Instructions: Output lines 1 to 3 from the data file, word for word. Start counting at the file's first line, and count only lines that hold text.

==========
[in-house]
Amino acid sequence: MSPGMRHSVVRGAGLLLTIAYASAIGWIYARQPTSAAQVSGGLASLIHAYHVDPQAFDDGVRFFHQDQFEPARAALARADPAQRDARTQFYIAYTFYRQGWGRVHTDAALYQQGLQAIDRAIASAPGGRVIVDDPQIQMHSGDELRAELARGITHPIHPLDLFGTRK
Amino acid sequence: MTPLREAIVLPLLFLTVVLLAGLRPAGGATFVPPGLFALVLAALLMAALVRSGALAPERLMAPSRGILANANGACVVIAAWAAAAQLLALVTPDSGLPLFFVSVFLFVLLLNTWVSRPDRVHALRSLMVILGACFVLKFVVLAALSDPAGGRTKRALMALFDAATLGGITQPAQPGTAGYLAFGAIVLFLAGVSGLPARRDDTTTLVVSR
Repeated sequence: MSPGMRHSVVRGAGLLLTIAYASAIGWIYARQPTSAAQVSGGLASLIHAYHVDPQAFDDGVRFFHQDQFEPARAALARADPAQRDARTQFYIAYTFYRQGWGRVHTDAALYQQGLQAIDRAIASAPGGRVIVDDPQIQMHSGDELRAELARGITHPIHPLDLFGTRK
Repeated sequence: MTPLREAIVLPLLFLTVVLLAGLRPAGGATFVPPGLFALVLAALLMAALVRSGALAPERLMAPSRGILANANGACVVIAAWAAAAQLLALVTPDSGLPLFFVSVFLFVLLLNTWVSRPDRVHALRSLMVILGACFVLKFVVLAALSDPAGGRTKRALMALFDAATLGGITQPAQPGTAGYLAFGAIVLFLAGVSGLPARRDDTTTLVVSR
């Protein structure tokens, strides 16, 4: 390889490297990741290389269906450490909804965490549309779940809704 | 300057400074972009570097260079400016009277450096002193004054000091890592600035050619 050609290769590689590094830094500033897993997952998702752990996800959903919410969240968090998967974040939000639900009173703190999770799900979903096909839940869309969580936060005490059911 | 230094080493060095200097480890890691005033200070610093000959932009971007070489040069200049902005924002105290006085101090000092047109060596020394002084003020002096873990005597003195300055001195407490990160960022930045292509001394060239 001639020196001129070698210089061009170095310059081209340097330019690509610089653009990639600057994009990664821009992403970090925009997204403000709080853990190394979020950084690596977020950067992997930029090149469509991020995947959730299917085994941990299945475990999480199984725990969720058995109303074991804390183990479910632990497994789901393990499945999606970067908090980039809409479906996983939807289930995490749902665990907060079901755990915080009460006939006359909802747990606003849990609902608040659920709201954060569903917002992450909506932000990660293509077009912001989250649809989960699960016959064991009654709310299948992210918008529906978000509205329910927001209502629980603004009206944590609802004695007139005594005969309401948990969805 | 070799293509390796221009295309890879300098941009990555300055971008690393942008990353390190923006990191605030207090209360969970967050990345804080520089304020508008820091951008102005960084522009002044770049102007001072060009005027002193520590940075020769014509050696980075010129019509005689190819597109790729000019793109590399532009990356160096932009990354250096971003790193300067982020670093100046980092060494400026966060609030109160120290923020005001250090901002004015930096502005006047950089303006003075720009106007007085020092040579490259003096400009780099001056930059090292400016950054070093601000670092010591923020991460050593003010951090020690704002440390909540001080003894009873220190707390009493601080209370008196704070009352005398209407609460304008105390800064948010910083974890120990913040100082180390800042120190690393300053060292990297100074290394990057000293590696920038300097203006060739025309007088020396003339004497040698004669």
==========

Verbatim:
[in-house]
Amino acid sequence: MSPGMRHSVVRGAGLLLTIAYASAIGWIYARQPTSAAQVSGGLASLIHAYHVDPQAFDDGVRFFHQDQFEPARAALARADPAQRDARTQFYIAYTFYRQGWGRVHTDAALYQQGLQAIDRAIASAPGGRVIVDDPQIQMHSGDELRAELARGITHPIHPLDLFGTRK
Amino acid sequence: MTPLREAIVLPLLFLTVVLLAGLRPAGGATFVPPGLFALVLAALLMAALVRSGALAPERLMAPSRGILANANGACVVIAAWAAAAQLLALVTPDSGLPLFFVSVFLFVLLLNTWVSRPDRVHALRSLMVILGACFVLKFVVLAALSDPAGGRTKRALMALFDAATLGGITQPAQPGTAGYLAFGAIVLFLAGVSGLPARRDDTTTLVVSR